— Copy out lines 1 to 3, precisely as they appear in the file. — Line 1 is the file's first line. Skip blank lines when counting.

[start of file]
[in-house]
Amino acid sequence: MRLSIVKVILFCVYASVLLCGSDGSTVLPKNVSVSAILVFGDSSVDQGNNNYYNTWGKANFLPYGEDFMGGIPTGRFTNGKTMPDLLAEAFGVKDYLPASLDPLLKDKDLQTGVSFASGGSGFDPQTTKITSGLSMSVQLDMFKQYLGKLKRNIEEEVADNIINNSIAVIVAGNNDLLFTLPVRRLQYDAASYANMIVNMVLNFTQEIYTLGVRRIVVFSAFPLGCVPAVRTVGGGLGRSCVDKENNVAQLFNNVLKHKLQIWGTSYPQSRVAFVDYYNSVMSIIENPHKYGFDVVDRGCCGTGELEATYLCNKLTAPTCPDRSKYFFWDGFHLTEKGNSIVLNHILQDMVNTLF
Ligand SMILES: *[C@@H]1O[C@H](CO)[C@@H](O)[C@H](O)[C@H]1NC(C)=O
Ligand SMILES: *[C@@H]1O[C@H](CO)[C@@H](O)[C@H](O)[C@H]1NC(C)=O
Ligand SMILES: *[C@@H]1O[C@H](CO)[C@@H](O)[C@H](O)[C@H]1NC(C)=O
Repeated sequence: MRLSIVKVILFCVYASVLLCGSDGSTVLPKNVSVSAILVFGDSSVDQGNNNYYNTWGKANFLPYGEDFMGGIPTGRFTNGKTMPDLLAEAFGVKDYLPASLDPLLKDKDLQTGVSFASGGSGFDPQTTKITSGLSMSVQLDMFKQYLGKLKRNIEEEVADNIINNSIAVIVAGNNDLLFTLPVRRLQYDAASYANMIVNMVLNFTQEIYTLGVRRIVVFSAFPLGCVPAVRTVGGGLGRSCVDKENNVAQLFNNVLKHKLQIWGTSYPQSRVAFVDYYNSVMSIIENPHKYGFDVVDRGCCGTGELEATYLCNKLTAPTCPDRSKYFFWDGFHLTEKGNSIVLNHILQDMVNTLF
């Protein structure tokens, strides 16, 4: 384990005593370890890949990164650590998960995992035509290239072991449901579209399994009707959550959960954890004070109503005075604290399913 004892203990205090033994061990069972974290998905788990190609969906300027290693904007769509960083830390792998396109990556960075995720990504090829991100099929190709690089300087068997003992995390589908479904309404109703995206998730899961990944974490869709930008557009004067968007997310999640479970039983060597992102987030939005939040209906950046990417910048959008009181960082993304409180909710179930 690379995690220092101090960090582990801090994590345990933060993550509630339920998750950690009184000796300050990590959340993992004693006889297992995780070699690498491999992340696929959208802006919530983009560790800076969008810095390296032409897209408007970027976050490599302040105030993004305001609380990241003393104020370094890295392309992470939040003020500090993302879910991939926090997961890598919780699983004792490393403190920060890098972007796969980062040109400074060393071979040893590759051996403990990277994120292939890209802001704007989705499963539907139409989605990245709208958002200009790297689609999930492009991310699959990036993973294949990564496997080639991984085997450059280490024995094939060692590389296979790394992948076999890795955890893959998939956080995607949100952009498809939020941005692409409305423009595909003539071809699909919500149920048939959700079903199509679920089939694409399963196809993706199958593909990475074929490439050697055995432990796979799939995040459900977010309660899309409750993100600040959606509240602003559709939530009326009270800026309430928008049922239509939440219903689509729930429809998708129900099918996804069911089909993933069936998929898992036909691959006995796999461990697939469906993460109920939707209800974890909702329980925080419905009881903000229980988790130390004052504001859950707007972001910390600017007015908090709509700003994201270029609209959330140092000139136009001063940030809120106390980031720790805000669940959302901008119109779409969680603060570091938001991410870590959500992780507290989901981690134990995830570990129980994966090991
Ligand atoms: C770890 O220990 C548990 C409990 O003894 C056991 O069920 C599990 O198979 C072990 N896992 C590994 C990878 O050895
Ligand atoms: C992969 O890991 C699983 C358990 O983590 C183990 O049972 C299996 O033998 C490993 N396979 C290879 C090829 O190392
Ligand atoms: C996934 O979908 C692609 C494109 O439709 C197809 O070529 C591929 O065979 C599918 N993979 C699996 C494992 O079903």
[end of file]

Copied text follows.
[in-house]
Amino acid sequence: MRLSIVKVILFCVYASVLLCGSDGSTVLPKNVSVSAILVFGDSSVDQGNNNYYNTWGKANFLPYGEDFMGGIPTGRFTNGKTMPDLLAEAFGVKDYLPASLDPLLKDKDLQTGVSFASGGSGFDPQTTKITSGLSMSVQLDMFKQYLGKLKRNIEEEVADNIINNSIAVIVAGNNDLLFTLPVRRLQYDAASYANMIVNMVLNFTQEIYTLGVRRIVVFSAFPLGCVPAVRTVGGGLGRSCVDKENNVAQLFNNVLKHKLQIWGTSYPQSRVAFVDYYNSVMSIIENPHKYGFDVVDRGCCGTGELEATYLCNKLTAPTCPDRSKYFFWDGFHLTEKGNSIVLNHILQDMVNTLF
Ligand SMILES: *[C@@H]1O[C@H](CO)[C@@H](O)[C@H](O)[C@H]1NC(C)=O